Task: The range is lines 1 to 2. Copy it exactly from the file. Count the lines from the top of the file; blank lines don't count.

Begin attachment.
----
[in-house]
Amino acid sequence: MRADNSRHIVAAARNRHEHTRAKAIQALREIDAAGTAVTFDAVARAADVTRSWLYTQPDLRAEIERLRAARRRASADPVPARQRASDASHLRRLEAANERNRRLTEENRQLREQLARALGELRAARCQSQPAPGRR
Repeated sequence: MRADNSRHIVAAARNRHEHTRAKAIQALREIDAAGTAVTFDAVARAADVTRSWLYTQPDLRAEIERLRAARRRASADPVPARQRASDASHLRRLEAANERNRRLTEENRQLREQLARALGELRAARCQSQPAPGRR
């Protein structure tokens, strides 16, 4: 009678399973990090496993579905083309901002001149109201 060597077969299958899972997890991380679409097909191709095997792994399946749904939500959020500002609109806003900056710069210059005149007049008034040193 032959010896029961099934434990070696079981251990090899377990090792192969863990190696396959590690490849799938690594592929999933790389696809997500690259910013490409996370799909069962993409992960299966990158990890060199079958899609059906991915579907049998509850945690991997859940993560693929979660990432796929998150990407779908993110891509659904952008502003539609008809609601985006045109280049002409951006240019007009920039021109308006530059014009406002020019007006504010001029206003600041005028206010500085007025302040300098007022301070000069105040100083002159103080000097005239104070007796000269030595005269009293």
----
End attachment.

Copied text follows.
[in-house]
Amino acid sequence: MRADNSRHIVAAARNRHEHTRAKAIQALREIDAAGTAVTFDAVARAADVTRSWLYTQPDLRAEIERLRAARRRASADPVPARQRASDASHLRRLEAANERNRRLTEENRQLREQLARALGELRAARCQSQPAPGRR